Due to the great importance and added productivity of insect pollination on agricultural development, Farmfolio’s Ganaderia Pietrasanta (GP) operation in Colombia recently incorporated several bee hives. Located throughout the farm, these new bee houses are expected to secure and boost the yields of our coconut plantations. Moreover, the bee hives will also produce in-house, artisanal honey.

The Importance of Insect Pollination in Agriculture

Pollination by flying insects is essential to the sustenance of global agriculture and ecosystems. Firstly, pollination is the process through which pollen is transferred from the anther to the stigma of a flower. In other words, the movement of pollen from the male to the female receptors of the plant. Not all flowers require an animal or the wind to help with the pollination process, as some plants can self-pollinate if their stigma is located inside of the plant. However, an estimated 80% of flowering plants depend on external factors (animals or wind) to pollinate. Similarly, bees represent 50% of all tropical plant pollinators.

Regarding worldwide agriculture, it is estimated that 35% of crops are dependent on pollinators. In other words, a third of all human food requires insects for its pollination process. Likewise, 70% of the main crops grown for global human consumption require pollination to increase crop yields and to produce seeds. Around the world, crop pollination by bees is estimated to be worth US$170 billion per year. Just in Europe, bee pollination has an estimated value of US$22 billion per year. Throughout the United States, honeybees alone generate around US$15 billion by providing us with the fruits, nuts, and vegetables that we consume on a daily basis. In addition, crops dependent on native insect pollination, like the bumblebee and the alfalfa leafcutter, account for more than US$9 billion each year.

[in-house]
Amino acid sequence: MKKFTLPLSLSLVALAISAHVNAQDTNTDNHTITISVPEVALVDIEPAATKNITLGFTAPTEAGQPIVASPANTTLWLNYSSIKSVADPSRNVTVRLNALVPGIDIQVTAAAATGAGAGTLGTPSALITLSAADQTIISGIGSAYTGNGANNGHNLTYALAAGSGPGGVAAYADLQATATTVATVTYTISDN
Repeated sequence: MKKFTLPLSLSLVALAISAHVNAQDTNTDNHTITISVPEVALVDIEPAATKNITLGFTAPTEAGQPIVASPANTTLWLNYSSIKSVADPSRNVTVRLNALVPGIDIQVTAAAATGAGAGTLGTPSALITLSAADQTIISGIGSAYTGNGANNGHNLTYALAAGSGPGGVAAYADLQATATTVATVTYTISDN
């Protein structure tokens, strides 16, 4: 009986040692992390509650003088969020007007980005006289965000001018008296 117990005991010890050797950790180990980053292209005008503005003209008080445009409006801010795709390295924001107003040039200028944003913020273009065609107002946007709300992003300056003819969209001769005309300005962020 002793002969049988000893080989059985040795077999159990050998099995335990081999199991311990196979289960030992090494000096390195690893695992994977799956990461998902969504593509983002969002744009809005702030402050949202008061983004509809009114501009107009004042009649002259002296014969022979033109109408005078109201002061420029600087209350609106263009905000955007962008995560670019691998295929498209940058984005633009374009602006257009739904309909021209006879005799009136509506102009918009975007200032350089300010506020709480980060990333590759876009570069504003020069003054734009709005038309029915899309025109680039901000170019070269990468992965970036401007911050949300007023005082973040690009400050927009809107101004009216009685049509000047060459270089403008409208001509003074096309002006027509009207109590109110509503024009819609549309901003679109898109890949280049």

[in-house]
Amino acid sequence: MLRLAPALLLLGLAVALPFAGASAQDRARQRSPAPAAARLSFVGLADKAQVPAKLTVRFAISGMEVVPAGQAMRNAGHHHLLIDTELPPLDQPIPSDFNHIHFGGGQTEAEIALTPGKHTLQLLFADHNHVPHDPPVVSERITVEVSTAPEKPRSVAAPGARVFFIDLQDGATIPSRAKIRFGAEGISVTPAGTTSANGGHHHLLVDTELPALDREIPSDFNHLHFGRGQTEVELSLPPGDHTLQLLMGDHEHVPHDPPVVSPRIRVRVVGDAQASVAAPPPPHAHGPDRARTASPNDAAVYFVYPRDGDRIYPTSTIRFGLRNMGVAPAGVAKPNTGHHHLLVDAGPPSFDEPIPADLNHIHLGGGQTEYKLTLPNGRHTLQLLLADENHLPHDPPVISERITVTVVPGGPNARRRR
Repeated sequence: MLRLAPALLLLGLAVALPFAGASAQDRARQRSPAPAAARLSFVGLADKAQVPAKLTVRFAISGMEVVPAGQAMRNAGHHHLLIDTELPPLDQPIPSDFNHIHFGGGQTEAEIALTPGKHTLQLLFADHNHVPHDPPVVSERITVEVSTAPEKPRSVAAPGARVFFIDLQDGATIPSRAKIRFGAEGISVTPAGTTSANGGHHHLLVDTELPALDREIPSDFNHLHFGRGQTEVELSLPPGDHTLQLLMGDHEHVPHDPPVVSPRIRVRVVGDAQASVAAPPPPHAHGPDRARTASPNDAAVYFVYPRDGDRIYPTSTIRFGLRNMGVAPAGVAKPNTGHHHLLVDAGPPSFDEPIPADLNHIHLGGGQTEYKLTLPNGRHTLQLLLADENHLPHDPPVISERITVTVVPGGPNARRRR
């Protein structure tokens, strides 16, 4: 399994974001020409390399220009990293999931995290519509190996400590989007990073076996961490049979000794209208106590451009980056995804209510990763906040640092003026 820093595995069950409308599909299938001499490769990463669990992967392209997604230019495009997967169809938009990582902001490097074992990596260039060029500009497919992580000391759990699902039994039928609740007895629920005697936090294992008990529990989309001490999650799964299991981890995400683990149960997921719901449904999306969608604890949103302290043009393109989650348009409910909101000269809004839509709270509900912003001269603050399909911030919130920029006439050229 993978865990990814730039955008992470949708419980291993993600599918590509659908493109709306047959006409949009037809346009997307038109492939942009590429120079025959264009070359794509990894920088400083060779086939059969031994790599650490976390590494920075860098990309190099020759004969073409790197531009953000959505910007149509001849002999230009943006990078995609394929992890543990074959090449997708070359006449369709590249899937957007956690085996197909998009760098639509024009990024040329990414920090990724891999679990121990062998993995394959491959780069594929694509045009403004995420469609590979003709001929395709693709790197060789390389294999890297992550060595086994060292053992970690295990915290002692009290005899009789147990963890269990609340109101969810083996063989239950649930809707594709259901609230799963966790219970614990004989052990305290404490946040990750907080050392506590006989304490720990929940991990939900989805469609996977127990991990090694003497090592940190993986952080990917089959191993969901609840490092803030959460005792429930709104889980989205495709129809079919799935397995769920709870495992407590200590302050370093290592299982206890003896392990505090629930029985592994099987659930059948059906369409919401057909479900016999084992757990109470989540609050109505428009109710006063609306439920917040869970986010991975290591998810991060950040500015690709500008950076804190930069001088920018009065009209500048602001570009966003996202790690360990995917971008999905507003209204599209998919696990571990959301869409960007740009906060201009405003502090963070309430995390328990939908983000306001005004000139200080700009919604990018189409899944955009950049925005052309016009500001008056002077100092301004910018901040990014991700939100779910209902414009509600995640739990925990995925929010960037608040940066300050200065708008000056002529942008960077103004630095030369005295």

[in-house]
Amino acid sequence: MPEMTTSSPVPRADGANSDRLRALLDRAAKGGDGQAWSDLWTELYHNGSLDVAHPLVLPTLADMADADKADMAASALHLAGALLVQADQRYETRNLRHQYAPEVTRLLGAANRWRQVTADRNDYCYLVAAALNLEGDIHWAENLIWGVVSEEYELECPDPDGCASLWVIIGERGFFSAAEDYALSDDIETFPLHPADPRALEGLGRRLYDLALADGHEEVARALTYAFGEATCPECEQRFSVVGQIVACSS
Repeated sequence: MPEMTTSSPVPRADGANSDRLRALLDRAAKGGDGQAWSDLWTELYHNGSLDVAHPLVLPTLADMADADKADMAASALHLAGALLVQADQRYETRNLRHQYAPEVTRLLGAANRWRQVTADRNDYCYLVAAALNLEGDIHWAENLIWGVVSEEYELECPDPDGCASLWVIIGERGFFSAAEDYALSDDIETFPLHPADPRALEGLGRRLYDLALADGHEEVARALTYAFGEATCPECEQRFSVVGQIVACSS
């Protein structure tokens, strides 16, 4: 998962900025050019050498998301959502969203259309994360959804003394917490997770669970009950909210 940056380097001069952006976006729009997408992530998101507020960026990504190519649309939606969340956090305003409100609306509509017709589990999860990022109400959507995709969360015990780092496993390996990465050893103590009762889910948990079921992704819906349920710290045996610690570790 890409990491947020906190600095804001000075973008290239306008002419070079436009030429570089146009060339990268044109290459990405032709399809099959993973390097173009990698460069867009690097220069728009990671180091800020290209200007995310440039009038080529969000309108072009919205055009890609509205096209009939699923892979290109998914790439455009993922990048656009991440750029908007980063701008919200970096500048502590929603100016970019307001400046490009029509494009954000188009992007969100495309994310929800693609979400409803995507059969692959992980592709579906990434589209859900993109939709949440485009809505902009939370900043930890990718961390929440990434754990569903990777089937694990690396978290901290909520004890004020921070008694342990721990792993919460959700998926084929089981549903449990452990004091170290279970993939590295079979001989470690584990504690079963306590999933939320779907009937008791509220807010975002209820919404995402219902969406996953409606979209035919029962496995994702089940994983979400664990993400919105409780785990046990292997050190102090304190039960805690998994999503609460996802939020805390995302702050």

In the world, there are 25,000 species of bees. Of these, only four are honeybees and 250 are bumblebees. According to the European Red List of Bees, there are about 2,000 species in Europe of which 9% are threatened with extinction, mostly due to habitat loss and the use of pesticides. Habitats are being destroyed because of non-sustainable agricultural practices, the increase in use of pesticides and fertilizers, and the introduction of massive crop fields, all of which pose a threat to these insects. For example, as a result of the loss of wildflower fields in the UK, since 1945, two bumblebee species have become extinct. In Hawaii, bees have also been affected by climate and ecosystem variations. Due to habitat loss, wildfires, and the introduction of non-native plants and insects, seven types of yellow-faced or masked bees were recently added to the United States list of endangered and threatened species. These bees are particularly significant because they are native to the area and, therefore, they are the main pollinators of the islands’ native crops. Bees worldwide are facing a variety of challenges to thrive in a world where agriculture is not always sustainable. As cultivators and consumers, individual citizens need to start taking the necessary precautions to prolong the life of these insects. Pollinators are a vital part of the ecosystem and play a key role in our economies.

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